one of the techs organized a little get-together at a local restaurant after work today. the place conveniently had a nice patio and a nicer breeze going for it, though the service left some to be desired in the realm of speed. inevitably, we were discussing mainly work topics; we bashed on some crazies and celebrated some quirks, came up with monikers for some of the monkeys endowed with distinctive personalities. “you know, it’s been at least 24 hours since i offered anyone a vasectomy,” i mused, to a chorus of groans and ‘oh, not again!’s from the guys.
see, we have a project starting up soon that requires the monks to be pair-housed. we don’t want unexpected baby monkeys, but all the normal monkeylike activities that produce them are perfectly acceptable. this meant that i had to apply my copious theoretical knowledge of the surgical approach into an actual surgical technique early this week. it’s always tricky when you’re doing something for the first time…surrounded by the crew who assumes you’re the expert around the place. finding and fixing the first vas on the first guy was tricky, but after that it was all a walk in the park. quick, easy, 2 tiny papercuts’ worth of incisions each. and all week now, no complications, everybody is doing just fine.
so now i know my surgical technique is pretty smooth, thank you very much, and in my exuberance at having figured out something novel, i want to share this with everyone. i terrified the hell out of Chris when i told him to “hold still so i can check and see if it’s all piped the same way as the monkeys i vasectomized today.” i jokingly offered all the male techs to do their surgeries for free, and while you can never tell if this guy’s kidding, i think i may have actually offended one of them. i duly apologized sincerely and profusely, and told him i’d provide him with a written mea culpa for HR if he liked. then everything was ok, and it was all funny again.
but what’s really funny? every male’s reaction to the mere idea of a vasectomy. almost uniformly, science/medical professionals and “other” alike, everyone has had an immediate and powerful fear/aversion thing going on at the first mention thereof. women, on the other hand, are perfectly capable of discussing theoretical tubal ligations or even hysterectomies in a very clear-headed clinical sort of fashion (theoretical as opposed to surprise medical crisis-driven discussions of the same topics, which are NOT calm, of course). pretty amazing given that female alterations are infinitely more serious major surgery, certainly not a pair of papercuts. my male friend who’s had one in recent years reported a couple of weeks’ worth of soreness…my monkeys were (to be crass) proving that everything worked the same within 2 days of surgery.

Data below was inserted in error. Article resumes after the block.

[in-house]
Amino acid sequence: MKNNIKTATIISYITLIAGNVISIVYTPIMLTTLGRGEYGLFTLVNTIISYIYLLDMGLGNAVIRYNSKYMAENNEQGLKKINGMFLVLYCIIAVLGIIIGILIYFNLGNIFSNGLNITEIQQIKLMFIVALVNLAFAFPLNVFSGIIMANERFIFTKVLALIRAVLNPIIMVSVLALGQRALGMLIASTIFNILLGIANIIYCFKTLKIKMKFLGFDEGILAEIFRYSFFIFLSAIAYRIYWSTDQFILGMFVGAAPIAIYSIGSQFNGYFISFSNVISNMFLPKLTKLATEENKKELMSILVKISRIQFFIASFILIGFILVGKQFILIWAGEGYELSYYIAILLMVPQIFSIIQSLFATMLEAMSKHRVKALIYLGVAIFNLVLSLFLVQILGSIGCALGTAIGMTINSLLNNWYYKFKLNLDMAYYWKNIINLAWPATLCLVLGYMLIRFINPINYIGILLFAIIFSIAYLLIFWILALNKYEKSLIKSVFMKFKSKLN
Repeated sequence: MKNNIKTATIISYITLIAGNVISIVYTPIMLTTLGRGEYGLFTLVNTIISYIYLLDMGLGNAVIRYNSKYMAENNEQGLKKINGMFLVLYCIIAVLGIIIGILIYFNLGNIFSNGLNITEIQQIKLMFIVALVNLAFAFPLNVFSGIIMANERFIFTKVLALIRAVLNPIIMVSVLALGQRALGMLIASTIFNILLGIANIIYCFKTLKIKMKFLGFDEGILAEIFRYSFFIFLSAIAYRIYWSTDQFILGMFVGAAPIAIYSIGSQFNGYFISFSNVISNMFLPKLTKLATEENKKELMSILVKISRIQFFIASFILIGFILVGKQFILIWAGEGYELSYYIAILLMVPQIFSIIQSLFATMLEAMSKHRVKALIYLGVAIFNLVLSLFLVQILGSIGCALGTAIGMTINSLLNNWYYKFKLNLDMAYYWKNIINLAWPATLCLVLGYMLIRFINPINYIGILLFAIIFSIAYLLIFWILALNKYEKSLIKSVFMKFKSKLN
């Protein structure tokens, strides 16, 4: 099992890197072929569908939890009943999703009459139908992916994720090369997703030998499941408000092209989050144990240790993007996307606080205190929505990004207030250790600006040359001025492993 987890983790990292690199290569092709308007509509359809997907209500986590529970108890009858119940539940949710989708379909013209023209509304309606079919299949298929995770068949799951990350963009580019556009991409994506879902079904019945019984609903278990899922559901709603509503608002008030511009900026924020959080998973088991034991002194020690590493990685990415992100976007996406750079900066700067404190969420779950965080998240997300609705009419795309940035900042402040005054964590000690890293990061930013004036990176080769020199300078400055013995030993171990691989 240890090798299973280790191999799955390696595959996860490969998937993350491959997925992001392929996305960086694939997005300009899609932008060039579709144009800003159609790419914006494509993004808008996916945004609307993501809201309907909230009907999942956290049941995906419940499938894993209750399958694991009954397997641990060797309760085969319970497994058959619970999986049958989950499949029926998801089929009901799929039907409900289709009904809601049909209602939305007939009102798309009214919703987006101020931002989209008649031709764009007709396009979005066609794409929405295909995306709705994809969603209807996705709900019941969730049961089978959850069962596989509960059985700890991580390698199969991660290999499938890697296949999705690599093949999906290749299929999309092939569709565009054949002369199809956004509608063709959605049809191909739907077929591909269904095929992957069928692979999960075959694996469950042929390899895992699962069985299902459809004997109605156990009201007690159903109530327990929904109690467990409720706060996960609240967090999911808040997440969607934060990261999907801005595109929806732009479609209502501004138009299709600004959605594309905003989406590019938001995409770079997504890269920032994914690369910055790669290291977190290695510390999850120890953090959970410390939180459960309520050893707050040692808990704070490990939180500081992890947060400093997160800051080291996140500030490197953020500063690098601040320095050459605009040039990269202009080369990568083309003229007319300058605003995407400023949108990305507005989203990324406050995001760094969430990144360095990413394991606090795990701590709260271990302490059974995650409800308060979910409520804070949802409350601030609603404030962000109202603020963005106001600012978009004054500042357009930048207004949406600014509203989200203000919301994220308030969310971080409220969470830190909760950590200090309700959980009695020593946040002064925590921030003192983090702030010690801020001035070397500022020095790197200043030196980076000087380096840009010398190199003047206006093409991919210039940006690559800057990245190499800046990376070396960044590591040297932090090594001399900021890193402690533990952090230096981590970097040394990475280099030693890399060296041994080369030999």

i’m reminded a lot of a situation with my mom’s BFF’s dog a couple of years ago. she called me to say this dog had CANCER! and she wanted to discuss the treatment plans with me, and how much the dog was already SUFFERING!. i asked my distraught mom what the dog was doing right at that time. mom said she’d just been fed, and was strolling in from the living room to eat. clearly, the dog was clueless as to her impending crisis. dogs don’t know that they’ve just been handed a death-sentence-diagnosis. they don’t have to worry about estate planning, or what they’ll look like without hair, or patching things up with estranged family members, or just living in anticipation of the pain to come. so much of the horror of going through devastating diseases like cancer is the awful things we do to ourselves, in our minds. and the dog simply doesn’t think any of those thoughts. likewise, my monkeys have a much more prosaic attitudes to their actual surgeries than my acquaintances do to their theoretical ones. makes me wonder how much of it is all just in their minds, and more importantly, what medical professionals in general could do to give humans a more stress-free pre-op attitude.